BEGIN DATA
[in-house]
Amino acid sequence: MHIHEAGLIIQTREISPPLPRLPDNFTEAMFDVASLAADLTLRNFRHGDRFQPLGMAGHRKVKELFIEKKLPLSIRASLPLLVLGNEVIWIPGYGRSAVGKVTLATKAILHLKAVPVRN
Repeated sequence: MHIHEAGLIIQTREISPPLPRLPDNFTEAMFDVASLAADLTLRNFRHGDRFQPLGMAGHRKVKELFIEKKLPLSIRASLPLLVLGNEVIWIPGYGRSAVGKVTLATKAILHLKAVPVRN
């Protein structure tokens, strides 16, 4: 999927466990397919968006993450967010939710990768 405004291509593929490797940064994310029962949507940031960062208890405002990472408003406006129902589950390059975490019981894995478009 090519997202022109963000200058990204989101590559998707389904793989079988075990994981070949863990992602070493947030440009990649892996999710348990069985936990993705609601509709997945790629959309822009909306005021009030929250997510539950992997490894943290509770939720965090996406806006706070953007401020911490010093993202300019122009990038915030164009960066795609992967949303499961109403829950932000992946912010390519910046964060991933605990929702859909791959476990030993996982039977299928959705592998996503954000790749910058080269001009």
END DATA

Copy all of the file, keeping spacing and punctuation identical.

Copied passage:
[in-house]
Amino acid sequence: MHIHEAGLIIQTREISPPLPRLPDNFTEAMFDVASLAADLTLRNFRHGDRFQPLGMAGHRKVKELFIEKKLPLSIRASLPLLVLGNEVIWIPGYGRSAVGKVTLATKAILHLKAVPVRN
Repeated sequence: MHIHEAGLIIQTREISPPLPRLPDNFTEAMFDVASLAADLTLRNFRHGDRFQPLGMAGHRKVKELFIEKKLPLSIRASLPLLVLGNEVIWIPGYGRSAVGKVTLATKAILHLKAVPVRN
């Protein structure tokens, strides 16, 4: 999927466990397919968006993450967010939710990768 405004291509593929490797940064994310029962949507940031960062208890405002990472408003406006129902589950390059975490019981894995478009 090519997202022109963000200058990204989101590559998707389904793989079988075990994981070949863990992602070493947030440009990649892996999710348990069985936990993705609601509709997945790629959309822009909306005021009030929250997510539950992997490894943290509770939720965090996406806006706070953007401020911490010093993202300019122009990038915030164009960066795609992967949303499961109403829950932000992946912010390519910046964060991933605990929702859909791959476990030993996982039977299928959705592998996503954000790749910058080269001009």